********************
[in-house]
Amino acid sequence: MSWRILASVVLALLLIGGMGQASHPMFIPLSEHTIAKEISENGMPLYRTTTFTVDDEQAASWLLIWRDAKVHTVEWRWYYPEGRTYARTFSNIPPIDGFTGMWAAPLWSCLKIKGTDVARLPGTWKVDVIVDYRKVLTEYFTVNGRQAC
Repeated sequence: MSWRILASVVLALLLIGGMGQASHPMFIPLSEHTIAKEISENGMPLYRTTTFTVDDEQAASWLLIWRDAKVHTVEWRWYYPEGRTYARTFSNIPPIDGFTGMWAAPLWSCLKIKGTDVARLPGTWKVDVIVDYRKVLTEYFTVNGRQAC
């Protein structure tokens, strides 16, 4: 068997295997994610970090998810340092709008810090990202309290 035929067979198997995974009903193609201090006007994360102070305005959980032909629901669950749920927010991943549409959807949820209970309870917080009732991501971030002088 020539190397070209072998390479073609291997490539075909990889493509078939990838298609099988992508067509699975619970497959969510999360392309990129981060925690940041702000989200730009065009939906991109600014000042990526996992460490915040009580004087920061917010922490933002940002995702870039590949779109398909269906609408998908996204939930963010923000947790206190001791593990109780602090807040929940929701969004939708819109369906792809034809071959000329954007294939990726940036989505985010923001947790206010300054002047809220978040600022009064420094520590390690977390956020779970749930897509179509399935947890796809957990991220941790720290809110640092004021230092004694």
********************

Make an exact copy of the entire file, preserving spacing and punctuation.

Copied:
[in-house]
Amino acid sequence: MSWRILASVVLALLLIGGMGQASHPMFIPLSEHTIAKEISENGMPLYRTTTFTVDDEQAASWLLIWRDAKVHTVEWRWYYPEGRTYARTFSNIPPIDGFTGMWAAPLWSCLKIKGTDVARLPGTWKVDVIVDYRKVLTEYFTVNGRQAC
Repeated sequence: MSWRILASVVLALLLIGGMGQASHPMFIPLSEHTIAKEISENGMPLYRTTTFTVDDEQAASWLLIWRDAKVHTVEWRWYYPEGRTYARTFSNIPPIDGFTGMWAAPLWSCLKIKGTDVARLPGTWKVDVIVDYRKVLTEYFTVNGRQAC
């Protein structure tokens, strides 16, 4: 068997295997994610970090998810340092709008810090990202309290 035929067979198997995974009903193609201090006007994360102070305005959980032909629901669950749920927010991943549409959807949820209970309870917080009732991501971030002088 020539190397070209072998390479073609291997490539075909990889493509078939990838298609099988992508067509699975619970497959969510999360392309990129981060925690940041702000989200730009065009939906991109600014000042990526996992460490915040009580004087920061917010922490933002940002995702870039590949779109398909269906609408998908996204939930963010923000947790206190001791593990109780602090807040929940929701969004939708819109369906792809034809071959000329954007294939990726940036989505985010923001947790206010300054002047809220978040600022009064420094520590390690977390956020779970749930897509179509399935947890796809957990991220941790720290809110640092004021230092004694």